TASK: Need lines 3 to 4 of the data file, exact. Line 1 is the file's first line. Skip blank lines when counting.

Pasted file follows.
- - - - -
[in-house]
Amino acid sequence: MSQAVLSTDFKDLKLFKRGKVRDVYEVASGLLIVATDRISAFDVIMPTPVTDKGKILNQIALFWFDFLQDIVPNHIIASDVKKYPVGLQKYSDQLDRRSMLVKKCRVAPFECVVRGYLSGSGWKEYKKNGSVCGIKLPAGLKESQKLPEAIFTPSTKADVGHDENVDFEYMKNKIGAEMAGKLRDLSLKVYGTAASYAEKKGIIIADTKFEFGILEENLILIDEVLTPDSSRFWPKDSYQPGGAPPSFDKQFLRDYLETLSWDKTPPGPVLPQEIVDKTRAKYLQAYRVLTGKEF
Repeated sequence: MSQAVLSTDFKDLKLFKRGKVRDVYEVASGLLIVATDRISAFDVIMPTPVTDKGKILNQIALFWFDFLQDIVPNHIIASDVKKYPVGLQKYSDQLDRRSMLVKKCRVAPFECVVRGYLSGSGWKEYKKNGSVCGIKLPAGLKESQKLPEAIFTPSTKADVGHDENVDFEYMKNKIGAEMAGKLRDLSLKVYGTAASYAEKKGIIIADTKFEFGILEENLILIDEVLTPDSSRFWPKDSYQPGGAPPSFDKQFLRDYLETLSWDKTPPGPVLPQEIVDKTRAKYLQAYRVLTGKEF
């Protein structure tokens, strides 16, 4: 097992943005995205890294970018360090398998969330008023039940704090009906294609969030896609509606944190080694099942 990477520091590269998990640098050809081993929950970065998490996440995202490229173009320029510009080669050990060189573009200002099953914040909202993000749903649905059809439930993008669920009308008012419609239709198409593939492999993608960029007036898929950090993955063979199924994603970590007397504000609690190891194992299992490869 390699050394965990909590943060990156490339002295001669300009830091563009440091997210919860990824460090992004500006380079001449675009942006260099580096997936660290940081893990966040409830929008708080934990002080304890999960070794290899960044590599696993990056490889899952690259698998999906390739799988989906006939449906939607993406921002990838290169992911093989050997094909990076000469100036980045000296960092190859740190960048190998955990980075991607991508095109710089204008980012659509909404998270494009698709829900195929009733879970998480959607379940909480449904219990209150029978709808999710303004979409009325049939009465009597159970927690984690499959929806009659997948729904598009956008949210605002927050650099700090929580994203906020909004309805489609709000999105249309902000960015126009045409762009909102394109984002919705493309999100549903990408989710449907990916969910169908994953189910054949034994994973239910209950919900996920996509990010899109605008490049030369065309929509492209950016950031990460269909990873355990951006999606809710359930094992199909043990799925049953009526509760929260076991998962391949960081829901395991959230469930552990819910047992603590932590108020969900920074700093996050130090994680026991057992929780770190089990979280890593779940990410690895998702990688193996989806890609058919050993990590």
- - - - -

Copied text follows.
Repeated sequence: MSQAVLSTDFKDLKLFKRGKVRDVYEVASGLLIVATDRISAFDVIMPTPVTDKGKILNQIALFWFDFLQDIVPNHIIASDVKKYPVGLQKYSDQLDRRSMLVKKCRVAPFECVVRGYLSGSGWKEYKKNGSVCGIKLPAGLKESQKLPEAIFTPSTKADVGHDENVDFEYMKNKIGAEMAGKLRDLSLKVYGTAASYAEKKGIIIADTKFEFGILEENLILIDEVLTPDSSRFWPKDSYQPGGAPPSFDKQFLRDYLETLSWDKTPPGPVLPQEIVDKTRAKYLQAYRVLTGKEF
């Protein structure tokens, strides 16, 4: 097992943005995205890294970018360090398998969330008023039940704090009906294609969030896609509606944190080694099942 990477520091590269998990640098050809081993929950970065998490996440995202490229173009320029510009080669050990060189573009200002099953914040909202993000749903649905059809439930993008669920009308008012419609239709198409593939492999993608960029007036898929950090993955063979199924994603970590007397504000609690190891194992299992490869 390699050394965990909590943060990156490339002295001669300009830091563009440091997210919860990824460090992004500006380079001449675009942006260099580096997936660290940081893990966040409830929008708080934990002080304890999960070794290899960044590599696993990056490889899952690259698998999906390739799988989906006939449906939607993406921002990838290169992911093989050997094909990076000469100036980045000296960092190859740190960048190998955990980075991607991508095109710089204008980012659509909404998270494009698709829900195929009733879970998480959607379940909480449904219990209150029978709808999710303004979409009325049939009465009597159970927690984690499959929806009659997948729904598009956008949210605002927050650099700090929580994203906020909004309805489609709000999105249309902000960015126009045409762009909102394109984002919705493309999100549903990408989710449907990916969910169908994953189910054949034994994973239910209950919900996920996509990010899109605008490049030369065309929509492209950016950031990460269909990873355990951006999606809710359930094992199909043990799925049953009526509760929260076991998962391949960081829901395991959230469930552990819910047992603590932590108020969900920074700093996050130090994680026991057992929780770190089990979280890593779940990410690895998702990688193996989806890609058919050993990590």